Figuring Out What to Do First
by Rick Brenner
Whether we belong to a small project team or to an executive team, we have limited resources and seemingly unlimited problems to deal with. How do we decide which problems are important? How do we decide where to focus our attention first?
Martine looked at the agenda, then at the clock. No way. As everyone else continued to add items, she wondered how they would ever get through it all in one meeting. Back from her reverie, she spoke up.
"I have another item — decide what to address today, and how we'll ever get to the others in this lifetime." A few chuckles in the room. Humor always helps, she thought.
Peter, her best buddy, added, "Put down 'Extending my lifetime.'" More chuckles.
Figuring out which problem to address first — triaging the problems — could probably be on many agendas. Here are a few tips for setting priorities.
- Hunt like the lion hunts for zebra
- Zebras run in herds to confuse the lion. Since the number in the herd of problems you face is a problem in itself, work on reducing the numbers. Single out whatever you can, focus on it, and eliminate it. See "The Zebra Effect," Point Lookout for January 31, 2001, for more.
- Use the Pareto Principle (80/20 rule)
- Find out which 20% of the problems account for 80% of the costs, and focus on them first. Use the resources you free to address the rest. See "Don't Worry, Anticipate!," Point Lookout for October 3, 2001, for more.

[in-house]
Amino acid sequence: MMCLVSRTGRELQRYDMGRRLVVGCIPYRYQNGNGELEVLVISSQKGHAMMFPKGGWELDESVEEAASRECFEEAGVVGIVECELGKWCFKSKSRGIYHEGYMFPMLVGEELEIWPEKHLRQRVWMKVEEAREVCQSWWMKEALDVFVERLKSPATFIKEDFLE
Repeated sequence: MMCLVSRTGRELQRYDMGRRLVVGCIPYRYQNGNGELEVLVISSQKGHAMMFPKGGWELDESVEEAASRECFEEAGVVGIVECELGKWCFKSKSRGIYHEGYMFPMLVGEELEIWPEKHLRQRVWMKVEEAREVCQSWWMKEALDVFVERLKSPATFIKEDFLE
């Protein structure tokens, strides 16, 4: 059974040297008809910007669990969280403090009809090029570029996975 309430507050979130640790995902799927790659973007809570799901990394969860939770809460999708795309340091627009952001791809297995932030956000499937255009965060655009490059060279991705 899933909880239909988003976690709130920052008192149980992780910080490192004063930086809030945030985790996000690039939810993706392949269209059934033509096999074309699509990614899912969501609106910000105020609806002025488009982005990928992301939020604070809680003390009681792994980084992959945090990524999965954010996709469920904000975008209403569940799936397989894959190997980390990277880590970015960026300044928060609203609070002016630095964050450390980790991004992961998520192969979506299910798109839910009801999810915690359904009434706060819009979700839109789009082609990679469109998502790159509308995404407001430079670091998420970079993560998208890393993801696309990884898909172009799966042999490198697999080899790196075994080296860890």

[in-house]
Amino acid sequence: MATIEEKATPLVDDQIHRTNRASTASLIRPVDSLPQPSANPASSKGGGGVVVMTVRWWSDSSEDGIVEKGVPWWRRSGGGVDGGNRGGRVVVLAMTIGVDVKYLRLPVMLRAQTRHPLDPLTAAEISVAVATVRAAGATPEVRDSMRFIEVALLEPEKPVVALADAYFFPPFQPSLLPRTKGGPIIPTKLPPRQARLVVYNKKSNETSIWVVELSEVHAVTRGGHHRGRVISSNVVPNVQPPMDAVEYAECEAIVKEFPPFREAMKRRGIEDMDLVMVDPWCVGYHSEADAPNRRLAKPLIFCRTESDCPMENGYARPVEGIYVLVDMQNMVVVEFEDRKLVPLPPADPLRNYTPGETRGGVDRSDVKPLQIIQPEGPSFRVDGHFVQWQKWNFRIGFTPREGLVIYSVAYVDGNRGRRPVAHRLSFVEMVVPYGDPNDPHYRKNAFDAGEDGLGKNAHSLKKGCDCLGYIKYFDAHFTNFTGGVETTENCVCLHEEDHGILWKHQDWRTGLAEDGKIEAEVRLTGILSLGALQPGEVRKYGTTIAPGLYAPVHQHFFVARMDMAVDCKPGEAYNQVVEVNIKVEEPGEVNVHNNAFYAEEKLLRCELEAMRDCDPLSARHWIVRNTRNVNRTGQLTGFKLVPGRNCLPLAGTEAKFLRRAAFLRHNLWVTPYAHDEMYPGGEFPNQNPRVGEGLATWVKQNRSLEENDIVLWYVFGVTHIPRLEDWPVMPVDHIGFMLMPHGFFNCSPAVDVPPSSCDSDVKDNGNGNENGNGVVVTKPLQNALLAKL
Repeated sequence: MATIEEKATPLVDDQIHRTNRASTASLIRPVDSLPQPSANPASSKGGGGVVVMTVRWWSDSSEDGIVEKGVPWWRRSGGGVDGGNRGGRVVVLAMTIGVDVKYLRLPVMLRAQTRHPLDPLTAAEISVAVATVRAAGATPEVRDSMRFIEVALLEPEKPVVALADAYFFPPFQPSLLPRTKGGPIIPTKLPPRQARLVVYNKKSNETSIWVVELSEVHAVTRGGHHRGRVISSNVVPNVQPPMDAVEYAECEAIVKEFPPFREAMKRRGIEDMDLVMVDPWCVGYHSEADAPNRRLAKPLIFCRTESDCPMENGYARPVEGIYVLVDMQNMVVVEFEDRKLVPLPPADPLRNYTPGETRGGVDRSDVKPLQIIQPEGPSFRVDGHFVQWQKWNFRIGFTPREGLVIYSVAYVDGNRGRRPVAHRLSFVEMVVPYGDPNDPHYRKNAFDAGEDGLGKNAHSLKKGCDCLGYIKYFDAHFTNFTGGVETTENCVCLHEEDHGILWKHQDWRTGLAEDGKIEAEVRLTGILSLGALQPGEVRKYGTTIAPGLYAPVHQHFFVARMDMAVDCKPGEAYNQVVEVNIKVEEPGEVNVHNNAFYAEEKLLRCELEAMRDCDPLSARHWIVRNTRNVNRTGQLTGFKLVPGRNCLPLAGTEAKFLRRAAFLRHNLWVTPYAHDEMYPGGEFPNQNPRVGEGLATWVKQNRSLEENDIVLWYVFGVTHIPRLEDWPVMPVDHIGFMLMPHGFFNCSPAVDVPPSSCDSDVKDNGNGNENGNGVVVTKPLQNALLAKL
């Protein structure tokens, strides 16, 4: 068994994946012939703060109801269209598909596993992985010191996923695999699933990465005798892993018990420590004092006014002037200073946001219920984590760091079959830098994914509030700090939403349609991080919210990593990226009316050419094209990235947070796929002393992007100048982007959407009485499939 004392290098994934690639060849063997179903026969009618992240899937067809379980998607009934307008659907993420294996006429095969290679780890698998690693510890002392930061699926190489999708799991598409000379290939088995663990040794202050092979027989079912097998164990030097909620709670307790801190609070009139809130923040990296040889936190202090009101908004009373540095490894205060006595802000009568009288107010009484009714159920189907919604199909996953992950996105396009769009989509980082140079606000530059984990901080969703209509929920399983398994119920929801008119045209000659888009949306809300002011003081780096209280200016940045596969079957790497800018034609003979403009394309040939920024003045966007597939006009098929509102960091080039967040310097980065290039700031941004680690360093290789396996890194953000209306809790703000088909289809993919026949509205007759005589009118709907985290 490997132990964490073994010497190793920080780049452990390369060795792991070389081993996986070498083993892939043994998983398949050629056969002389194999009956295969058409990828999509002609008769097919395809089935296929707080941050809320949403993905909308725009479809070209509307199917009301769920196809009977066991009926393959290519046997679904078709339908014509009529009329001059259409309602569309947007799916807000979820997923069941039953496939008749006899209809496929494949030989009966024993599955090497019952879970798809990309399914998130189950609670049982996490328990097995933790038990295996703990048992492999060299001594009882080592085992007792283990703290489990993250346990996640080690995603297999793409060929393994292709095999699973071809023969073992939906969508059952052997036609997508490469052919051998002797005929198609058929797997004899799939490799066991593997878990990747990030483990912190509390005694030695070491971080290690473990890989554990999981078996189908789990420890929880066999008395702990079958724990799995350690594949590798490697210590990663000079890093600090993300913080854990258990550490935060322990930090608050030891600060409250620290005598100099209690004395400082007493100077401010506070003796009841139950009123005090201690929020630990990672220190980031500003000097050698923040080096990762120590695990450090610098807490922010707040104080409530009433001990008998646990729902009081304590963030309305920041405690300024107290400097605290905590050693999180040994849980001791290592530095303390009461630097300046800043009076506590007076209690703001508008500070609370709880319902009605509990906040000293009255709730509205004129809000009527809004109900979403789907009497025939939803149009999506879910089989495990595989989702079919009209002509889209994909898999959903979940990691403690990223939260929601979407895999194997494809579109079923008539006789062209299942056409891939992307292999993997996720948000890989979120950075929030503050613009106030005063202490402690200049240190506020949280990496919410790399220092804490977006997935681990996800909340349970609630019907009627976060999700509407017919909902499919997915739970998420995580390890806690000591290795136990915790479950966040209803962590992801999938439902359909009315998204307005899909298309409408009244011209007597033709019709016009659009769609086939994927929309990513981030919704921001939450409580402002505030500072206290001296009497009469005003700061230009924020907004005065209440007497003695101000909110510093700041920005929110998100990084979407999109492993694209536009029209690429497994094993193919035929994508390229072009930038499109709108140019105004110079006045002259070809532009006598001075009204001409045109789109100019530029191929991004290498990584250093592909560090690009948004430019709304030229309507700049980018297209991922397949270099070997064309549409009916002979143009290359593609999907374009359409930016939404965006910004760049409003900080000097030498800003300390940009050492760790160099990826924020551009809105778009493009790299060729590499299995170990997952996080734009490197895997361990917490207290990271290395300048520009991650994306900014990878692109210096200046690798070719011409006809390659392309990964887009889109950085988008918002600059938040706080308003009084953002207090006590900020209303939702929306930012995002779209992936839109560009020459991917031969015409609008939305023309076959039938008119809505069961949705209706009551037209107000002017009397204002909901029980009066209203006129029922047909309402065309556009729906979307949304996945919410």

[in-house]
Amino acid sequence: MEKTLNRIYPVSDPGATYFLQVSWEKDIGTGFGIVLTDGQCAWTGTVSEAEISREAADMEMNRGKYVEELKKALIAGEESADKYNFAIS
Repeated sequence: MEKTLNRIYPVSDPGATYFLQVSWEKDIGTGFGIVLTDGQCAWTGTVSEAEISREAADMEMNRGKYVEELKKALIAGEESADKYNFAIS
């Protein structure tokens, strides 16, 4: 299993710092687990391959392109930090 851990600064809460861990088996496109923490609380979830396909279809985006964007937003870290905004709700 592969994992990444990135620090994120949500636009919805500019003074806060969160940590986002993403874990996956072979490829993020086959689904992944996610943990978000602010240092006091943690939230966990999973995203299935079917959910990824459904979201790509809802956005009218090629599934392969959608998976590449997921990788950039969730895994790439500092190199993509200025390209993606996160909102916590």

- Apply the leaky rowboat model
- A rowboat with a leak above the water line won't leak. You can ignore some problems because the conditions that make them troublesome are provably absent. Address those problems later.
- Lighten the load
- When several issues
are equally urgent,
how do we decide
what to do first?
- Some problems, if repaired, render others irrelevant. Perhaps you have some cargo, which, if jettisoned, will make the rowboat float high enough so that its leaks will be above the waterline. Addressing some problems can move others above the water line.
- Understand why the lottery works
- The Lottery works because we understand $30 million much better than we understand one chance in 50 million. Humans tend to overvalue consequences, and undervalue likelihood. Consider both consequences and likelihood.
- If you plan to re-sod the lawn, take advantage of it
- If you plan to re-sod your lawn, the fact that the patch over by the flower beds is now a mix of different grasses is no big deal. Don't fix what you know will be obliterated by an imminent upgrade.
- If you plan to re-sod the lawn, prepare for it
- In that same patch, re-sodding probably won't help if there are weeds with deep roots. Before you re-sod, get rid of deep-rooted weeds.
- Check the sod
- Make sure the sod has the right kind of grass and no weeds. Don't plant new problems.
- Remember Butch and Sundance
- At the top of the cliff, Butch proposes to Sundance that they jump to the river far below. Sundance is afraid because he can't swim, but Butch points out that the fall will probably kill them. Once you commit to a strategy, don't fret about issues that arise only if the strategy works. Go for it.